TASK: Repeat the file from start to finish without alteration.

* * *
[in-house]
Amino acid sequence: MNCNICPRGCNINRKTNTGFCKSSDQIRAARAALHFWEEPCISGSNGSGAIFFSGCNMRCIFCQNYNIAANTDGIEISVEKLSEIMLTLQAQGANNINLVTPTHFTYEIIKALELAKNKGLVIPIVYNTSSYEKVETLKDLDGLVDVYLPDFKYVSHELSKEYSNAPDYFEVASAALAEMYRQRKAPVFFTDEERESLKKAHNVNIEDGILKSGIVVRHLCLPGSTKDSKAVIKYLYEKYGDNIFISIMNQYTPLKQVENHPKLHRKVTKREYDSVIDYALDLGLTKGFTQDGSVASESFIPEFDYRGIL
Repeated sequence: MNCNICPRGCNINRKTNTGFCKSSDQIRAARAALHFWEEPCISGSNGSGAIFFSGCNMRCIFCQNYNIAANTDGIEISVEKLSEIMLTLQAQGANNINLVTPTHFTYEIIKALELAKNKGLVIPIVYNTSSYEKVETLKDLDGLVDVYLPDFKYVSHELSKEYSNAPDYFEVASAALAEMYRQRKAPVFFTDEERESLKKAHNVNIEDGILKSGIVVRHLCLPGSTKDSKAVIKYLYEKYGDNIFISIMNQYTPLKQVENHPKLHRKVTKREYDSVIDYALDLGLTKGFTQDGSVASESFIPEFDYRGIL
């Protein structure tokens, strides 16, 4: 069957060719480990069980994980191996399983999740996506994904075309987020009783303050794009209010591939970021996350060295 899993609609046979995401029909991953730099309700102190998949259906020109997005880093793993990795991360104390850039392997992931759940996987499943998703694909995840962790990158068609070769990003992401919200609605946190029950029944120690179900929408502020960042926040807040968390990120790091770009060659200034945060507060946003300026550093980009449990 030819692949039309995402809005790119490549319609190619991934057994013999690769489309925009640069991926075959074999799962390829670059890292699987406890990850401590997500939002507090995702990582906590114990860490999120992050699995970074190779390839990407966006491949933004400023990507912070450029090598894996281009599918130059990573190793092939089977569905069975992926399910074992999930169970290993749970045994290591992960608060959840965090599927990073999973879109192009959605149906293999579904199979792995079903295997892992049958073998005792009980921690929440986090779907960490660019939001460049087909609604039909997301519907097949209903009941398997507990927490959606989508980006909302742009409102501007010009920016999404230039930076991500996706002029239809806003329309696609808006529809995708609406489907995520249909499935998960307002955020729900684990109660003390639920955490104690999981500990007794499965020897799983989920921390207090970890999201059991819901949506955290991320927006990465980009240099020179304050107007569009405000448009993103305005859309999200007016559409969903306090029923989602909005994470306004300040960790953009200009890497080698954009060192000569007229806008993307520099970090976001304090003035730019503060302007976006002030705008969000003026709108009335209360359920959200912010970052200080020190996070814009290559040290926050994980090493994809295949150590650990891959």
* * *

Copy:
[in-house]
Amino acid sequence: MNCNICPRGCNINRKTNTGFCKSSDQIRAARAALHFWEEPCISGSNGSGAIFFSGCNMRCIFCQNYNIAANTDGIEISVEKLSEIMLTLQAQGANNINLVTPTHFTYEIIKALELAKNKGLVIPIVYNTSSYEKVETLKDLDGLVDVYLPDFKYVSHELSKEYSNAPDYFEVASAALAEMYRQRKAPVFFTDEERESLKKAHNVNIEDGILKSGIVVRHLCLPGSTKDSKAVIKYLYEKYGDNIFISIMNQYTPLKQVENHPKLHRKVTKREYDSVIDYALDLGLTKGFTQDGSVASESFIPEFDYRGIL
Repeated sequence: MNCNICPRGCNINRKTNTGFCKSSDQIRAARAALHFWEEPCISGSNGSGAIFFSGCNMRCIFCQNYNIAANTDGIEISVEKLSEIMLTLQAQGANNINLVTPTHFTYEIIKALELAKNKGLVIPIVYNTSSYEKVETLKDLDGLVDVYLPDFKYVSHELSKEYSNAPDYFEVASAALAEMYRQRKAPVFFTDEERESLKKAHNVNIEDGILKSGIVVRHLCLPGSTKDSKAVIKYLYEKYGDNIFISIMNQYTPLKQVENHPKLHRKVTKREYDSVIDYALDLGLTKGFTQDGSVASESFIPEFDYRGIL
């Protein structure tokens, strides 16, 4: 069957060719480990069980994980191996399983999740996506994904075309987020009783303050794009209010591939970021996350060295 899993609609046979995401029909991953730099309700102190998949259906020109997005880093793993990795991360104390850039392997992931759940996987499943998703694909995840962790990158068609070769990003992401919200609605946190029950029944120690179900929408502020960042926040807040968390990120790091770009060659200034945060507060946003300026550093980009449990 030819692949039309995402809005790119490549319609190619991934057994013999690769489309925009640069991926075959074999799962390829670059890292699987406890990850401590997500939002507090995702990582906590114990860490999120992050699995970074190779390839990407966006491949933004400023990507912070450029090598894996281009599918130059990573190793092939089977569905069975992926399910074992999930169970290993749970045994290591992960608060959840965090599927990073999973879109192009959605149906293999579904199979792995079903295997892992049958073998005792009980921690929440986090779907960490660019939001460049087909609604039909997301519907097949209903009941398997507990927490959606989508980006909302742009409102501007010009920016999404230039930076991500996706002029239809806003329309696609808006529809995708609406489907995520249909499935998960307002955020729900684990109660003390639920955490104690999981500990007794499965020897799983989920921390207090970890999201059991819901949506955290991320927006990465980009240099020179304050107007569009405000448009993103305005859309999200007016559409969903306090029923989602909005994470306004300040960790953009200009890497080698954009060192000569007229806008993307520099970090976001304090003035730019503060302007976006002030705008969000003026709108009335209360359920959200912010970052200080020190996070814009290559040290926050994980090493994809295949150590650990891959």